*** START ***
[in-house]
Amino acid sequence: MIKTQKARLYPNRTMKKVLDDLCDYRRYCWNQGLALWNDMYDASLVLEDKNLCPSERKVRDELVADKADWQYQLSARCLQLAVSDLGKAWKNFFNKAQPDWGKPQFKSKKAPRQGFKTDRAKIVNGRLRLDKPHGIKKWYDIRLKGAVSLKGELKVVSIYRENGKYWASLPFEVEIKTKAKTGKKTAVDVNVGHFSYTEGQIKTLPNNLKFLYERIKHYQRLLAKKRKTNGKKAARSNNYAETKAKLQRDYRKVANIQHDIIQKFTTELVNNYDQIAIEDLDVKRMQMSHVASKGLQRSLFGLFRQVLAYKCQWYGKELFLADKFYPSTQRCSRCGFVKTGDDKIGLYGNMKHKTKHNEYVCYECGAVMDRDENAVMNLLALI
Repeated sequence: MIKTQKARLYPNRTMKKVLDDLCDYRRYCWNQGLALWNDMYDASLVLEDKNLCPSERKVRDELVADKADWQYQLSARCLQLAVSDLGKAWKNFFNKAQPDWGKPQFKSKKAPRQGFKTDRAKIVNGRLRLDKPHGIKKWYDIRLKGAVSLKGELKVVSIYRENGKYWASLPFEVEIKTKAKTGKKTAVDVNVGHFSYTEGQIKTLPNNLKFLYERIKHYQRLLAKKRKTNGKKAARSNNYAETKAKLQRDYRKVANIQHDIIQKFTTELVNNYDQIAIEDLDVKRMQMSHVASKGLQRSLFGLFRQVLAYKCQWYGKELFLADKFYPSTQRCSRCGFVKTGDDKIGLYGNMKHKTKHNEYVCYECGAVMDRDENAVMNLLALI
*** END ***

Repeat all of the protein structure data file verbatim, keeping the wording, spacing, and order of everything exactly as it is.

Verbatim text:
[in-house]
Amino acid sequence: MIKTQKARLYPNRTMKKVLDDLCDYRRYCWNQGLALWNDMYDASLVLEDKNLCPSERKVRDELVADKADWQYQLSARCLQLAVSDLGKAWKNFFNKAQPDWGKPQFKSKKAPRQGFKTDRAKIVNGRLRLDKPHGIKKWYDIRLKGAVSLKGELKVVSIYRENGKYWASLPFEVEIKTKAKTGKKTAVDVNVGHFSYTEGQIKTLPNNLKFLYERIKHYQRLLAKKRKTNGKKAARSNNYAETKAKLQRDYRKVANIQHDIIQKFTTELVNNYDQIAIEDLDVKRMQMSHVASKGLQRSLFGLFRQVLAYKCQWYGKELFLADKFYPSTQRCSRCGFVKTGDDKIGLYGNMKHKTKHNEYVCYECGAVMDRDENAVMNLLALI
Repeated sequence: MIKTQKARLYPNRTMKKVLDDLCDYRRYCWNQGLALWNDMYDASLVLEDKNLCPSERKVRDELVADKADWQYQLSARCLQLAVSDLGKAWKNFFNKAQPDWGKPQFKSKKAPRQGFKTDRAKIVNGRLRLDKPHGIKKWYDIRLKGAVSLKGELKVVSIYRENGKYWASLPFEVEIKTKAKTGKKTAVDVNVGHFSYTEGQIKTLPNNLKFLYERIKHYQRLLAKKRKTNGKKAARSNNYAETKAKLQRDYRKVANIQHDIIQKFTTELVNNYDQIAIEDLDVKRMQMSHVASKGLQRSLFGLFRQVLAYKCQWYGKELFLADKFYPSTQRCSRCGFVKTGDDKIGLYGNMKHKTKHNEYVCYECGAVMDRDENAVMNLLALI